The climate of Cork, like the majority of Ireland, is mild oceanic (Cfb in the Köppen climate classification) and changeable with abundant rainfall and a lack of temperature extremes. Cork lies in plant Hardiness zone 9b. Met Éireann maintains a climatological weather station at Cork Airport,[20] a few kilometres south of the city centre. The airport is at an altitude of 151 metres (495 ft) and temperatures can often differ by a few degrees between the airport and the rest of the city. There are also smaller synoptic weather stations at UCC and Clover Hill.[20] Due to its position on the coast, Cork city is subject to occasional flooding.[21]

Temperatures below 0 °C (32 °F) or above 25 °C (77 °F) are rare. Cork Airport records an average of 1,227.9 millimetres (48.34 in) of precipitation annually, most of which is rain.[22] The airport records an average of 7 days of hail and 11 days of snow or sleet a year; though it only records lying snow for 2 days of the year. The low altitude of the city, and moderating influences of the harbour, mean that lying snow very rarely occurs in the city itself. There are on average 204 "rainy" days a year (over 0.2 millimetres (0.0079 in) of rainfall), of which there are 73 days with "heavy rain" (over 5 millimetres (0.20 in)).[22] Cork is also a generally foggy city, with an average of 97 days of fog a year, most common during mornings and during winter. Despite this, however, Cork is also one of Ireland's sunniest cities, with an average of 3.9 hours of sunshine every day and only having 67 days where there is no "recordable sunshine", mostly during and around winter.[22]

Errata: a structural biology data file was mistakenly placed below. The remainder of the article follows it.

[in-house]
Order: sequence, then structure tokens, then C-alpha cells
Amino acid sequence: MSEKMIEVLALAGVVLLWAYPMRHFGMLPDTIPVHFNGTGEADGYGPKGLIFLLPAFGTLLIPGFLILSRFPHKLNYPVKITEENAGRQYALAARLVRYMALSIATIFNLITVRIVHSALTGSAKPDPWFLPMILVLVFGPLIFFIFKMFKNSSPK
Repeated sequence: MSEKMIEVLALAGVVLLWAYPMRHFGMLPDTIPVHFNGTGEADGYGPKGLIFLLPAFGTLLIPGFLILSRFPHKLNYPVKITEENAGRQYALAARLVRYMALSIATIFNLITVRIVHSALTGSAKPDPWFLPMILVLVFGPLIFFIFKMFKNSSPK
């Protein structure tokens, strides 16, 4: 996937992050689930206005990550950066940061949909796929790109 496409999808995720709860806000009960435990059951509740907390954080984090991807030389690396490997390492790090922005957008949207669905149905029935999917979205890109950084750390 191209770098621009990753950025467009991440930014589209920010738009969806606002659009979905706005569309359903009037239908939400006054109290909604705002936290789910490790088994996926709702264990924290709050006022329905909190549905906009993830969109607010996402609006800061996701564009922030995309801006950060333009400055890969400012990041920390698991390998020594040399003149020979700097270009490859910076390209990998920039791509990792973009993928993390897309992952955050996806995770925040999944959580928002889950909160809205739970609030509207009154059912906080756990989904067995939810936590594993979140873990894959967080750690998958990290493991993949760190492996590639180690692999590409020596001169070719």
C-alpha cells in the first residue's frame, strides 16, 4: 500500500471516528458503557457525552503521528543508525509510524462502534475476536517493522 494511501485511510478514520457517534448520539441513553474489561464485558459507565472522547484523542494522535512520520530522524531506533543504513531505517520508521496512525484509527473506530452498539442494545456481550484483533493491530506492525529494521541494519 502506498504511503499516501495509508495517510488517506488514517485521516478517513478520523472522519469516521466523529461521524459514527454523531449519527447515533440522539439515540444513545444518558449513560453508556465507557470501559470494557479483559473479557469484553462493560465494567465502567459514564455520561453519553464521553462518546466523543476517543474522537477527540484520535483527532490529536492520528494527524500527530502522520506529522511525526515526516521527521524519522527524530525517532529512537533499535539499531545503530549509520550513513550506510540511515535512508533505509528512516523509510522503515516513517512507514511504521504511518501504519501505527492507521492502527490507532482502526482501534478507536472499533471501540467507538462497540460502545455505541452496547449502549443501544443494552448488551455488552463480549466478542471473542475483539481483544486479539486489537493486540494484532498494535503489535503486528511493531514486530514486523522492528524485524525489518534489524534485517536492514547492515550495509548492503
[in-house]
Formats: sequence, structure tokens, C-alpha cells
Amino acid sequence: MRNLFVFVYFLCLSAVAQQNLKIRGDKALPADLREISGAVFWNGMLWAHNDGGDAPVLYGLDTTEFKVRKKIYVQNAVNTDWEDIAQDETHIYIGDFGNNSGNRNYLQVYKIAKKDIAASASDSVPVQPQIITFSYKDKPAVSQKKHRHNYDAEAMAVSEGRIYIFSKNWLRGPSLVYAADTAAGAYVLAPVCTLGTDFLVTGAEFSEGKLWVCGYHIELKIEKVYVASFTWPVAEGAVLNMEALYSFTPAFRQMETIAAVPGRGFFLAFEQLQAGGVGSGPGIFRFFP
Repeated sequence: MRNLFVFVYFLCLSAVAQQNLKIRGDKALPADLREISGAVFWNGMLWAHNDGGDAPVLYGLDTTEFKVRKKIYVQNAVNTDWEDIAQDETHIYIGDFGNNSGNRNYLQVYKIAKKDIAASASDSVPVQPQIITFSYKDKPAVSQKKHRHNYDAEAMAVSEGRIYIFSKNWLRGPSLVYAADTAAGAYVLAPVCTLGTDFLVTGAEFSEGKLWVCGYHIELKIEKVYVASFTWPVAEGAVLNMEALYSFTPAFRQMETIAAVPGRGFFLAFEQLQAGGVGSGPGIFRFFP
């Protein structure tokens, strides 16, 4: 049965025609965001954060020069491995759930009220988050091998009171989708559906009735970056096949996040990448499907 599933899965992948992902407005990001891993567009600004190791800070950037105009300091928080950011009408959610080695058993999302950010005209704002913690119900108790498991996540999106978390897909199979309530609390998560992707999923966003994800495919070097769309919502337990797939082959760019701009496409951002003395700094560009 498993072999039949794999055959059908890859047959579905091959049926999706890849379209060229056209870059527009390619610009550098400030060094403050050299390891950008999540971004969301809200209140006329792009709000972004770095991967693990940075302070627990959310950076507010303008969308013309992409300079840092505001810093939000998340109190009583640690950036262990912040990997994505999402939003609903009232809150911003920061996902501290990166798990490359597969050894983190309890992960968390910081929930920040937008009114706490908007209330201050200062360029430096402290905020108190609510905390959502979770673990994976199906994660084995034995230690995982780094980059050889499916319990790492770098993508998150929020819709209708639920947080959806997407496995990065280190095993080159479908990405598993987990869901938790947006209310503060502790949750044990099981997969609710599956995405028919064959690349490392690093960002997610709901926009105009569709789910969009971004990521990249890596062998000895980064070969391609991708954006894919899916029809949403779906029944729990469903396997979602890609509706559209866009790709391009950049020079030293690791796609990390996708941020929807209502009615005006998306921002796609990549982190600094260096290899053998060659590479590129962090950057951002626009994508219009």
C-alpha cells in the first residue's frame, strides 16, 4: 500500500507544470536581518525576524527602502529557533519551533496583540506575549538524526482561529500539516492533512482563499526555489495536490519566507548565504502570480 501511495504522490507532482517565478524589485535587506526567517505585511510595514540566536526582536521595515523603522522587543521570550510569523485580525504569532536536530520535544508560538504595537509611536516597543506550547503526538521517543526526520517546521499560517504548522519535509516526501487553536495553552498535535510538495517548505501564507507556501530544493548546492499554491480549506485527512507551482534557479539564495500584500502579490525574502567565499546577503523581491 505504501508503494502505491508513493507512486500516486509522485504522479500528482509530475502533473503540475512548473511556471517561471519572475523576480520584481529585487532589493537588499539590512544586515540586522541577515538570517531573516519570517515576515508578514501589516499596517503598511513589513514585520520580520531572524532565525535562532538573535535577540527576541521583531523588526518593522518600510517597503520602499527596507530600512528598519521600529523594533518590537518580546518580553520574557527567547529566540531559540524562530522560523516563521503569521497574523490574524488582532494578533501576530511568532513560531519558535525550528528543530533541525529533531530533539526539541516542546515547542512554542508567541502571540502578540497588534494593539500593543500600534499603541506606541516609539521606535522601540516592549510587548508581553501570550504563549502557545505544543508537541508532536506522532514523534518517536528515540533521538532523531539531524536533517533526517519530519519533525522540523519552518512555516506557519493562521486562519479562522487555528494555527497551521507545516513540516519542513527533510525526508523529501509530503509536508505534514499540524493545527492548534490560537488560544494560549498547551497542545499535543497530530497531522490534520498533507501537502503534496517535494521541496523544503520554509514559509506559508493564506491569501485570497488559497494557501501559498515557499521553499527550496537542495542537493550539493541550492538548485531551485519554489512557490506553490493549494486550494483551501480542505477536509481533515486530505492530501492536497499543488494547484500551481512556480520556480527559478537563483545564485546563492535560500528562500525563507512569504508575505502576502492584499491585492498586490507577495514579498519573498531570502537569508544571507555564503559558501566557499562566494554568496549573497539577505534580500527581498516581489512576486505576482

Climate data for Cork (ORK), 1981–2010 normals, extremes 1961–present
Month Jan Feb Mar Apr May Jun Jul Aug Sep Oct Nov Dec Year
Record high °C (°F) 16.1
Average high °C (°F) 8.2
Daily mean °C (°F) 5.6
Average low °C (°F) 3.0
Record low °C (°F) −8.5
Average precipitation mm (inches) 131.4
Average precipitation days (≥ 1.0 mm) 16 13 14 11 12 10 10 11 11 15 14 15 152
Average snowy days 3.1 3.1 2.0 0.7 0.0 0.0 0.0 0.0 0.0 0.0 0.3 2.2 11.3
Average relative humidity (%) (at 15:00 UTC) 83.7 78.9 75.5 71.3 70.9 71.5 72.9 72.8 75.4 80.4 83.4 85.4 76.8
Mean monthly sunshine hours 55.8 67.8 102.3 159.0 192.2 174.0 167.4 161.2 129.0 93.0 69.0 57.2 1,427.9
Mean daily sunshine hours 1.8 2.4 3.3 5.3 6.2 5.8 5.4 5.2 4.3 3.0 2.3 1.7 3.9
Source: Met Éireann[23][24][25]